Jon Hevelone's blog
1 Corinthians 13 NIV
If I speak in the tongues of men or of angels,
but do not have love,
I am only a resounding gong or a clanging cymbal.
If I have the gift of prophecy and can fathom all mysteries
and all knowledge,
and if I have a faith that can move mountains,
but do not have love, I am nothing.
If I give all I possess to the poor
and give over my body to hardship that I may boast,
but do not have love, I gain nothing.
Love is patient, love is kind. It does not envy,
it does not boast, it is not proud. It does not dishonor others,
it is not self-seeking, it is not easily angered,
it keeps no record of wrongs.
Love does not delight in evil but rejoices with the truth.
It always protects, always trusts, always hopes, always perseveres.
Love never fails. But where there are prophecies, they will cease;
where there are tongues, they will be stilled;
where there is knowledge, it will pass away.
For we know in part and we prophesy in part,
but when completeness comes, what is in part disappears.
When I was a child, I talked like a child, I thought like a child,
I reasoned like a child.
When I became a man, I put the ways of childhood behind me.
For now we see only a reflection as in a mirror;
then we shall see face to face.
Now I know in part; then I shall know fully, even as I am fully known.
And now these three remain: faith, hope and love.
But the greatest of these is love.
Well, it’s that time of year again. New Year’s Resolutions. Earnest intentions to change the way we live. Honest pledges to begin to do things differently.
And there’s help! You can’t turn on TV or surf the net without seeing ads for gym memberships or the newest diet or a pill that will rejuvenate you. It’s time to get in shape.
If our great grandparents could only see us now. They might think our whole exercise fixation is just plain silly. Back then they had to work for a living. There wasn’t time or energy to do what it takes to get six pack abs. They didn’t go to Weight Watchers. They never had to lose ten or twenty pounds. They controlled their weight by hard work.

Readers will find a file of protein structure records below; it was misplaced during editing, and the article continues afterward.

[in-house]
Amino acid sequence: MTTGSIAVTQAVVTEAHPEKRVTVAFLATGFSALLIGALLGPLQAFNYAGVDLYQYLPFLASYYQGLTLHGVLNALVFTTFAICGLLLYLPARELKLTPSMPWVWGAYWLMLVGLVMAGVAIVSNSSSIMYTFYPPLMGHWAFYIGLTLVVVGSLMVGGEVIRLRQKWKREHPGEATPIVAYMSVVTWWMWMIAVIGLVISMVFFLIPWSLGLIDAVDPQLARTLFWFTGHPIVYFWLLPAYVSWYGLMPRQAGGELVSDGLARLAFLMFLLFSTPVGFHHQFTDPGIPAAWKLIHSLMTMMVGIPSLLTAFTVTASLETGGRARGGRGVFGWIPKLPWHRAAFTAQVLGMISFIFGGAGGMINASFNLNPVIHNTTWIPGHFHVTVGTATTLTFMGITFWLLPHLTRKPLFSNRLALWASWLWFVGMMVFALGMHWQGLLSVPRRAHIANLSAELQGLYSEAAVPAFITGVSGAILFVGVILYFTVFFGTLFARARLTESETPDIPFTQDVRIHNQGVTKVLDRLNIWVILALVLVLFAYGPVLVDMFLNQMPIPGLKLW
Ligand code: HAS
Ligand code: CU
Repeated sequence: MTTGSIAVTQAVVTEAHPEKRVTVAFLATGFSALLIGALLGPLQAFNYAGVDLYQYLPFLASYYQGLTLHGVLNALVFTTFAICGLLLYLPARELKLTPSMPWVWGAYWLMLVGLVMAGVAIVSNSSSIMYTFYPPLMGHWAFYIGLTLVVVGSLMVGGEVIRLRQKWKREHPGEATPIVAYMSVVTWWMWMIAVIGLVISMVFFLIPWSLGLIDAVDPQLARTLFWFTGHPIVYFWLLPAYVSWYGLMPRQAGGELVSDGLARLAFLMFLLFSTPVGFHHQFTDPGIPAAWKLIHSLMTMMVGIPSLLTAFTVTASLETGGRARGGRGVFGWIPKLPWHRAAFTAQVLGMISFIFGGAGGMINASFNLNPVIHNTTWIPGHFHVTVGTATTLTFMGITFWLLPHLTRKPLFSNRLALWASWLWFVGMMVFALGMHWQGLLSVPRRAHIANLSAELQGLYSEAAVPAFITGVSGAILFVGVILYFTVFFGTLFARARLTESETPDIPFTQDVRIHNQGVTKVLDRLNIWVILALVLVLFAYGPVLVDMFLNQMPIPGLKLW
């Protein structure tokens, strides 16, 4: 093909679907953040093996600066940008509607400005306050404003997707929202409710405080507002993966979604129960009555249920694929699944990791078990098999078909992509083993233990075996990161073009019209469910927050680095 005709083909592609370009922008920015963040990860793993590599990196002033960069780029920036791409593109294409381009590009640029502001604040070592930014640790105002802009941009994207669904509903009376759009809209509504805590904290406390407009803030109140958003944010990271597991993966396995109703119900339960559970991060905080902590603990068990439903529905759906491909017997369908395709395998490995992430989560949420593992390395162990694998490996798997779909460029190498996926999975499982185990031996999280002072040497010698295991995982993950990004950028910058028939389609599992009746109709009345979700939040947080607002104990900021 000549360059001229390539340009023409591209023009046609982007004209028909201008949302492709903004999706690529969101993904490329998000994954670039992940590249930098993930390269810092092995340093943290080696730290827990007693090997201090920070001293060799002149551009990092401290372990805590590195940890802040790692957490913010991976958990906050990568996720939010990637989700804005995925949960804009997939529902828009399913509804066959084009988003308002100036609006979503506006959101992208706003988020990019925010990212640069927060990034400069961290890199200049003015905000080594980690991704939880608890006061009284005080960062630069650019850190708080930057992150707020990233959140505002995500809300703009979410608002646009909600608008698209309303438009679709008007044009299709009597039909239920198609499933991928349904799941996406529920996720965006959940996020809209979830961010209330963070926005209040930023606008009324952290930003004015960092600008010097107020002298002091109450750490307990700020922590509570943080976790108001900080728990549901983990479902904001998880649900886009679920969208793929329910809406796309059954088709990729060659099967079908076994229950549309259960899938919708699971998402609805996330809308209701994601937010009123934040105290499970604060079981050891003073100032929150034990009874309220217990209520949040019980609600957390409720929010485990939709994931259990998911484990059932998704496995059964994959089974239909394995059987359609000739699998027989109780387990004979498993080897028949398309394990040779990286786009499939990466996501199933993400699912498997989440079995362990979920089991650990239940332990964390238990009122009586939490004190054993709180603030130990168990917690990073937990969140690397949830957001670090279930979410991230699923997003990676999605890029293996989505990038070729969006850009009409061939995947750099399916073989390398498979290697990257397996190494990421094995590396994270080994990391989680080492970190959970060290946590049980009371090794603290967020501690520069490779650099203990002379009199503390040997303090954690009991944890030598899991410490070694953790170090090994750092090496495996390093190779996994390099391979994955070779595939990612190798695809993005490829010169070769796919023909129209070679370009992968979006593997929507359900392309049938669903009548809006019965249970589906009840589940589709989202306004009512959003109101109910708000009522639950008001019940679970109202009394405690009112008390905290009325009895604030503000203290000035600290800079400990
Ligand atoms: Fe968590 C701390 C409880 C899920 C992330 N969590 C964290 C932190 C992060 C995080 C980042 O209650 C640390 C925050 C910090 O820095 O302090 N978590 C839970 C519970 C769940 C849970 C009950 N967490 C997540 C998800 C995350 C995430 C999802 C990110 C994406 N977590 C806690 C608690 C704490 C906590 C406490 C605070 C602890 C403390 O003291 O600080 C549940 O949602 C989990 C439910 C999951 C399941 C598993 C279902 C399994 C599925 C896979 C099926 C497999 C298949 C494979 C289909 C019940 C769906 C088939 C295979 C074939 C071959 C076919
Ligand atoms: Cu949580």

Still, we do want to get in shape so we will have a better life -- so we will be healthy and fit. Our work usually isn’t as demanding as it was in the old days. Instead, we place hope in the ads that make a lot of promises about the easy way to control our weight. Yea, right. There is no easy way.
I was reminded of this shortly after Christmas dinner. We did a pot-luck this year, with everybody bringing something good. After eating the turkey and ham, after the mashed potatoes and sweet potatoes, after the pasta salad and the cranberry salad, after the squash and the green bean casserole, after the gooseberry pie and the chocolate cheese cake, I knew I had made some wrong choices.
Often, it is the influence of the world and our secular culture that shape us into ways that are not in God’s plan for us. Often, it is the influence of our best friends and family that shape us into people that do not reflect God’s way. Often, it is the unexpected events in our lives that get the best of us, and shape us in a different direction. Often, it is our deliberate choices that shape us into a sinful path.
New Year’s isn’t just the time for making resolutions about getting physically in shape. There is our whole spiritual dimension that probably needs a tune-up even more than our bodies. Most of us do tend to get a little out of shape in our relationship to God. In the worst case we become real spiritual slackers. We no longer feel the hands of God shaping our lives. We no longer live so following Jesus has high priority in our lives. The result ain’t pretty!
But listen, church -- there is real hope. (And I didn’t get this from a junk mail flyer, but from the Bible!) God is always there, willing to reshape, remake, renew us. God is always there to help us become people who are whole, useful, and beautiful.
Some of us are old enough to remember Bing Crosby crooning “I’m dreaming of a white Christmas...” Trouble is, those of us old enough to remember the song aren’t dreaming so much of a white Christmas, as perhaps a warm Christmas, or maybe a quite Christmas. Anything that doesn’t involve shoveling snow and moving at the staccato rate of the television commercials that first tell us to go there and buy that, and then tell us to buy that and go there.
Actually, what I’m dreaming of is a slow Christmas. I want my Christmas to be slow enough I can gaze into the beauty of Christmas, the beauty of God Incarnate, of God fused to humanity in a child -- Jesus, my Lord.